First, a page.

or Meryl Nass, MD, IMMEDIATELY, firstname.lastname@example.org
Letter 1 to Secretary of Defense regarding Anthrax Vaccine"
Letter 2 to Secretary of Defense regarding Anthrax Vaccine"
Michigan Biologics Shuts Down (Anthrax Plant)
Re: USS Independence - Anthrax Inoculations
Dear Secretary Cohen:
I represent several of the United States military personnel currently serving onboard the aircraft carrier USS Independence who have already refused, intend to refuse or hold reservations regarding, administration of the anthrax vaccine. As you know, despite Defense Department efforts, serious questions continue to be publicly raised regarding the efficacy, safety and necessity of the inoculations. My clients, their families and, indeed, the American public, are growing increasingly fearful of this vaccine and the health problems that may result from its administration.
The purpose of this letter is to establish a working relationship to promptly address these issues and obtain full and accurate disclosure of the situation. Therefore, I would respectfully request a meeting, preferably Tuesday or Wednesday, with your representative(s) as soon as possible to allay concerns and suspend the imposition of further punishments. This, it would appear, would serve the mutual best interests of both my clients and the Department of Defense. It serves neither our military personnel, the Defense Department or the nation to impose discipline on servicemen who otherwise hold unblemished records and who have honorably served our country.
While we certainly recognize the need to preserve the lawful chain of authority within the military command structure, we are also cognizant of the inherent international human and Constitutional rights afforded to every United States serviceman, particularly where it concerns matters of privacy and informed consent. No matter whether these servicemen ultimately seek to challenge the implementation of the inoculation program or if the anthrax vaccine has long been approved by the FDA, given the heightened confusion surrounding the origins of Gulf War Syndrome, the public perception continues to view this matter with trepidation and suspicion.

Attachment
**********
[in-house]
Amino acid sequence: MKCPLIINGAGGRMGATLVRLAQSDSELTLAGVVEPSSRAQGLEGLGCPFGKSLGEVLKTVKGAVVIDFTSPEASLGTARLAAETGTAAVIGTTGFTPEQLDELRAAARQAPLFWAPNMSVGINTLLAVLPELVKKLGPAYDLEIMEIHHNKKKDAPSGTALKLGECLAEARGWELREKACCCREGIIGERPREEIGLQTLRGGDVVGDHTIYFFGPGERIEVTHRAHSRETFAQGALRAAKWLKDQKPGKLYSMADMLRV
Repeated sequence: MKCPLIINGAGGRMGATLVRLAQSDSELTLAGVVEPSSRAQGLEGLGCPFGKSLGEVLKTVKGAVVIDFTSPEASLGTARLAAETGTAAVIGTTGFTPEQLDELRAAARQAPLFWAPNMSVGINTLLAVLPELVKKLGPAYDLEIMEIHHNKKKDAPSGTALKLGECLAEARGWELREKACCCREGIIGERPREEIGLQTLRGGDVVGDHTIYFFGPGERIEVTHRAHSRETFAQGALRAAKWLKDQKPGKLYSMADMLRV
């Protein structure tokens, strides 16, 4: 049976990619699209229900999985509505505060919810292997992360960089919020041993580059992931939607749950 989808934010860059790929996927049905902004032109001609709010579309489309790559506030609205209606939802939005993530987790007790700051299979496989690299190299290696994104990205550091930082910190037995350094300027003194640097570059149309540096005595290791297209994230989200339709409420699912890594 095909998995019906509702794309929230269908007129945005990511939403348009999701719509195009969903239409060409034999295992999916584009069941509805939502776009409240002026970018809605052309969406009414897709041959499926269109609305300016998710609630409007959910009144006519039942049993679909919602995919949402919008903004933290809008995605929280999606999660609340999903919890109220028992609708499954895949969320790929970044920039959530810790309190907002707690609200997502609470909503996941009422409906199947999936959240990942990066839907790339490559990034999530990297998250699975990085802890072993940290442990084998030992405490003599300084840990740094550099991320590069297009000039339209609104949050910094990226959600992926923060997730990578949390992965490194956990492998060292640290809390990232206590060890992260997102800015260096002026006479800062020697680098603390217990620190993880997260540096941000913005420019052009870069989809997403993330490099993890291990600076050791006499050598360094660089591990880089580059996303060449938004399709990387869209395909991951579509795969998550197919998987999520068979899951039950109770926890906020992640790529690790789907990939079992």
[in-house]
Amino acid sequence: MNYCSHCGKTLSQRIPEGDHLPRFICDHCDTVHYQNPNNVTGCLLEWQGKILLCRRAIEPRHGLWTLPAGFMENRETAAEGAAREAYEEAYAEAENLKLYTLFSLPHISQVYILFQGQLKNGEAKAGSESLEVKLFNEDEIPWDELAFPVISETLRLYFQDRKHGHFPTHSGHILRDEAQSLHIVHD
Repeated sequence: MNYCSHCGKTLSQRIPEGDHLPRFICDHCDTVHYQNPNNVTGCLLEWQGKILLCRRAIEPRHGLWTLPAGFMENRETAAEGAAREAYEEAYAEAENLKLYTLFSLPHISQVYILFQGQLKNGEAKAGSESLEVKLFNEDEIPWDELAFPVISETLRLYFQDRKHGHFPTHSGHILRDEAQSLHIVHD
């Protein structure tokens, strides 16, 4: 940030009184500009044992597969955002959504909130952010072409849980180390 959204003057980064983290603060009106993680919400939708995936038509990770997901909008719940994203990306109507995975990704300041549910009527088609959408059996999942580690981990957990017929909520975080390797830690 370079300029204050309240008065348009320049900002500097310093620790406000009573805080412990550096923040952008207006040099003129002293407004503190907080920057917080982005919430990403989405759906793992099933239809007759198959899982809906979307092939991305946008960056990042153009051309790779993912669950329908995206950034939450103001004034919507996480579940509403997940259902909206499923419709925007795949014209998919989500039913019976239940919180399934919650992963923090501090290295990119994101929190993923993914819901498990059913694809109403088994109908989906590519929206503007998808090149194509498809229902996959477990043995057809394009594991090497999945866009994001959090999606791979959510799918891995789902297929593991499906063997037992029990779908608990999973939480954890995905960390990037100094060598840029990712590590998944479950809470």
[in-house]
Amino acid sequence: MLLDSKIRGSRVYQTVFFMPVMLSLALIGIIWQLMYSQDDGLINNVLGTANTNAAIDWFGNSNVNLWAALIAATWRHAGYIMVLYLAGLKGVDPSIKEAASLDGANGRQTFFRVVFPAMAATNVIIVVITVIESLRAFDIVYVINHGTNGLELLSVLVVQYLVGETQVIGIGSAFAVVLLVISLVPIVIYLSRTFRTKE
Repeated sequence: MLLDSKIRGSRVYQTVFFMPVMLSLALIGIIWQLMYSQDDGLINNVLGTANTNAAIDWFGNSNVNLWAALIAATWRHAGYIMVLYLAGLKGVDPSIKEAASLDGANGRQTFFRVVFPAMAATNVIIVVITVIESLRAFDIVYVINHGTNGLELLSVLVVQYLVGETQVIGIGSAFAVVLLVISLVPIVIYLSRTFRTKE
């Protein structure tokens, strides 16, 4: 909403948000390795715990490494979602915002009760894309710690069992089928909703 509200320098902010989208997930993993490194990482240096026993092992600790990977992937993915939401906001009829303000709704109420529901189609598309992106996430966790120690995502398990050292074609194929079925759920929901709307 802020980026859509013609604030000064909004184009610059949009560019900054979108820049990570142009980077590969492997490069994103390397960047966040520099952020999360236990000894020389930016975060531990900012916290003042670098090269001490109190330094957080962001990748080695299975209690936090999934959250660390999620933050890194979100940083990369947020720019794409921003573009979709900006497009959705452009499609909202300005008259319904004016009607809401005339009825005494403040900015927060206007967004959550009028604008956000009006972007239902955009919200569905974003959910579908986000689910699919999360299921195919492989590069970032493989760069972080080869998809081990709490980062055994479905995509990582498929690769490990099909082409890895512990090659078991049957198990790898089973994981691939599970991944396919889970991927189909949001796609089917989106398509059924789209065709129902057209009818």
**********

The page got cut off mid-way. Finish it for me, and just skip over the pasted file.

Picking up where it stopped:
The Defense Department must strive to better address these public concerns. When the military-wide anthrax immunization plan was first announced last December, you specified that four conditions would be met before the vaccinations would be administered. The conditions were:
1. Supplemental testing, consistent with Food and Drug Administration (FDA) standards, to assure sterility, potency and purity of the vaccine.
2. Implementation of a system to fully track personnel who receive the anthrax vaccination.
3. Approval of appropriate operational plans to administer the immunizations and communications plans to inform military personnel of the overall program.
4. Review of health and medical issues of the program by an independent expert.
It has been alleged that the U.S. Central Command has met each of these conditions. However, no public disclosure confirming this fact has occurred. It is imperative that such information is made available to us to ensure all precautions have been taken. Furthermore, it would be most helpful if the Department of Defense could provide immediate responses to the following questions:
1. What is the official Department of Defense position regarding the protections afforded by and the intended use of the existing anthrax vaccine?
2. Does the existing anthrax vaccine provide protection against inhaled exposure?
3. What is the chemical composition of the vaccine presently being administered, and is it being administered standing alone or in combination with other compounds?
4. Have any studies been conducted regarding the long-term health effects of the vaccine? If so, can copies been disclosed?
We are necessarily exploring all available options to prevent any potential harm from occurring to my clients and all United States servicemen who are risking their lives daily in order to defend our country from foreign aggressors. In order to provide proper counsel, however, it is imperative that the facts be known to justify or allay the increasing fears that have emerged. Mr. Secretary, it is in the best interests of all to ensure that full disclosure is made and the hysteria that is developing is addressed immediately.
I look forward to hearing from your representative. Please have someone contact me by COB Tuesday, 14 April 1998, as time is clearly of the essence. Thank you for your cooperation.
Mark S. Zaid
Honorable William S. Cohen
Secretary of Defense
Washington, D.C. 20301
Re: USS Independence - Anthrax Inoculations
Dear Secretary Cohen: